Despite the fact that white wines are ridiculously easier to pair with cheese than reds, some people still refuse to go walk on the light side even when they break out their cheese board.
"I don't like white," they say, wrinkling their noses. Well, I often find these people annoying because its quite clear that they just haven't hand the RIGHT white (yes, I also think that I'm the right person to find it for them), I can't be too upset because I too used to be a hater.
Even though I have long realized my wrongs and apologized to the Trebbianos, the Sauvignon Blancs, the Rieslings of the world, some people are not at that point.
In honor of people who haven't yet found the light-hued wine that touches their heart, this post is about finding them a red to pair with cheeses that seemingly prefer whites.
Why do most cheeses generally fair better with whites?
Whether it's the tannins, the heaver body, or the difference in flavors in reds that leads to the red-cheese conflict, I'm not entirely sure. I tell myself a story that its the scents and flavors in the wine that make the difference- that the apple, pear, quince, or light fig flavors in white wine, for example, naturally taste better with cheese than the blackberry, strawberry or raspberry, chocolate or tar flavors often found in reds. It's possible. I'd rather have an apple with cheese than a raspberry.
Whatever the reason, the combination of red wine and cheese can taste off. Bitter, overly salty, astringent, or more gym sock-like than mass-produced, grated "Parmesan." This isn't good.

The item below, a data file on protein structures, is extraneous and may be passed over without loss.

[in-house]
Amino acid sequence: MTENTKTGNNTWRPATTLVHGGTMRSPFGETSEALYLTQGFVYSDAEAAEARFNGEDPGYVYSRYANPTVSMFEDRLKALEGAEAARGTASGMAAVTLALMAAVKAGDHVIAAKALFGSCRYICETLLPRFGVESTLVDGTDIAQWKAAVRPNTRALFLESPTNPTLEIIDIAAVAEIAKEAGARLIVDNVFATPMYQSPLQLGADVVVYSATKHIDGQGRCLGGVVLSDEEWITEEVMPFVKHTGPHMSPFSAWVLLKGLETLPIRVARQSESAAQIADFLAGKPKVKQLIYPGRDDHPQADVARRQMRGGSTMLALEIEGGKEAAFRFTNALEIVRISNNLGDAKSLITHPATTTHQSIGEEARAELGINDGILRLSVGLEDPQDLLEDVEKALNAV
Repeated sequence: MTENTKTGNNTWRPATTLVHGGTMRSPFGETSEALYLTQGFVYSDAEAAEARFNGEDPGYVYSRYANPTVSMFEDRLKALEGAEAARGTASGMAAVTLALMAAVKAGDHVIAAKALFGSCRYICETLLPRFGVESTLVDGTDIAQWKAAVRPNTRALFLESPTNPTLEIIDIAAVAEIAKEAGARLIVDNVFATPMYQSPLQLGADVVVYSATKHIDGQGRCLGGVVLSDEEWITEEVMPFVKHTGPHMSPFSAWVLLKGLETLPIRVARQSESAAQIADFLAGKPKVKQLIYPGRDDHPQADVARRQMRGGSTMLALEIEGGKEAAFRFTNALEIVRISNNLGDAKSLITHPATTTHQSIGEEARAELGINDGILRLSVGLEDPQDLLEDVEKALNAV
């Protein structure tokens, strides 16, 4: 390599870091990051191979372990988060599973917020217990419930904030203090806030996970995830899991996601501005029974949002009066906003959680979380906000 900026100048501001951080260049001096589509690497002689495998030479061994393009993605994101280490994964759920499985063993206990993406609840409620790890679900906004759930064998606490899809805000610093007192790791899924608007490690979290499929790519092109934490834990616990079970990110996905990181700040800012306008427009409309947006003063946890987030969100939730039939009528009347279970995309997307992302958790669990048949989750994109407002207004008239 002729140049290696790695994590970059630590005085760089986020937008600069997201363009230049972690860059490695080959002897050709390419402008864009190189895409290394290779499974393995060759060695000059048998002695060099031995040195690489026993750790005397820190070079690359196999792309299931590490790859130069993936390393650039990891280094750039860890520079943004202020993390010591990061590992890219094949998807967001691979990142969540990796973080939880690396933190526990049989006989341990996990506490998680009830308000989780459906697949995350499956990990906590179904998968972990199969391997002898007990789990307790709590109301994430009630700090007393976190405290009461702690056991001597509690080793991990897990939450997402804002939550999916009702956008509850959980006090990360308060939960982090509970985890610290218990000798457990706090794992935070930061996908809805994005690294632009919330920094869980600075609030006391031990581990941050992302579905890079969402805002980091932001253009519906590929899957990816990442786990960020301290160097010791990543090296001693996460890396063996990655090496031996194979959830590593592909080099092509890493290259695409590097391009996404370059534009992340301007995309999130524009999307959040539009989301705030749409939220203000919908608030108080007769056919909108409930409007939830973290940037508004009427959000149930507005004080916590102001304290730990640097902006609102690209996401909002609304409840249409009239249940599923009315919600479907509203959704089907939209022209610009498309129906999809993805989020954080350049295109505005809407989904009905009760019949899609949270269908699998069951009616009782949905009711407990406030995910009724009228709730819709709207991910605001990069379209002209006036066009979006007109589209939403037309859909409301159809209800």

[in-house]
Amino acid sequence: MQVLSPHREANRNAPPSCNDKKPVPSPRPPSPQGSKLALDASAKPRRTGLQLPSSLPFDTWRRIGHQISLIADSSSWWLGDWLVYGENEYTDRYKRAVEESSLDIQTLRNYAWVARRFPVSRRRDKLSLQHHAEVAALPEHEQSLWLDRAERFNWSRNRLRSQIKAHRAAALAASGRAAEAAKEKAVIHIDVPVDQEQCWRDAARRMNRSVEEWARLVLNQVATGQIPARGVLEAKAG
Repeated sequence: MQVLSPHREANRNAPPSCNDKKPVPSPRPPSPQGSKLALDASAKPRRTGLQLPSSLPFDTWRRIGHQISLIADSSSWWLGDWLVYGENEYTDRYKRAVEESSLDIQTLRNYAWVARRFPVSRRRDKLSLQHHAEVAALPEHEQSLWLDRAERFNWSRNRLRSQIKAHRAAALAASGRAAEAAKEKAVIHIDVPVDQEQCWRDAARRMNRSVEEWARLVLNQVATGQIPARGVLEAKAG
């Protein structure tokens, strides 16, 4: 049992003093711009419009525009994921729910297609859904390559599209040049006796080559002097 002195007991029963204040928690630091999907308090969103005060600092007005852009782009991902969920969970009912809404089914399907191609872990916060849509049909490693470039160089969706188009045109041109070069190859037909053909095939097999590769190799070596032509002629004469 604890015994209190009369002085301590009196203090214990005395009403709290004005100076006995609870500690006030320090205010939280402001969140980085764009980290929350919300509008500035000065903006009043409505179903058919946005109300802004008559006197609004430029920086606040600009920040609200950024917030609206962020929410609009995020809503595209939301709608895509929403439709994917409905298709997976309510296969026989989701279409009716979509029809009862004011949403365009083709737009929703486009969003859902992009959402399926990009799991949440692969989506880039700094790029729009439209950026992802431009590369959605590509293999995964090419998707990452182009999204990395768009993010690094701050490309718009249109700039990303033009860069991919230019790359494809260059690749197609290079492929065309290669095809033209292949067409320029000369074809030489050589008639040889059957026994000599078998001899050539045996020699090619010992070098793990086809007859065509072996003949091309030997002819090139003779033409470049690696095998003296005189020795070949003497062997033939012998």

Here are two ways to find a red for your cheese:
1. If the cheese is European, what do people of the region from which the cheese comes sip with that cheese? In the Loire Valley, people drink their local wines, Cabernet Franc, Sauvignon Blanc, or Chenin Blanc with their local cheeses. They're smart, those guys, they make sure that their local wines pair well their local foods. I firmly believe that if they didn't, the towns would run the cheese or winemakers out of the region.If you have the wine you're enjoying that night in your hand, walk into the cheese shop and tell them you want dairy deliciousness from the Loire Valley. Or, switch it up and walk into a wine shop with a Loire Valley cheese. A good cheesemonger or wine salesperson will meet your needs.
2. Choose a Rhone Valley wine from France or a Rhone-blend. Grenache, Syrah, and Mouvedre, the main grapes of a Rhone blend, are a god-send to red-heads. Anything from Chateauneuf-du-Pape to Cote du Rhone, to a Minervois Rhone-inspired blend will do. The spicy, earthy, meaty, peppery flavors gracing the wines snuggle up to familiar tastes in the cheeses without bringing out the "animal" scents in say, an aged, funky sheep's cheese. Sometimes these Rhone blends even have aromas of mushroom that matches the savory flavors in the more pungent cheeses.
3. Sometimes, just sometimes, a thick, super fruity, low alcohol Zinfandel with a touch of residual sugar can cozy up to a ripe cheese like no other wine. The concentrated, heavier bodied lush wine essentially caresses the cheese into wine pairing submission.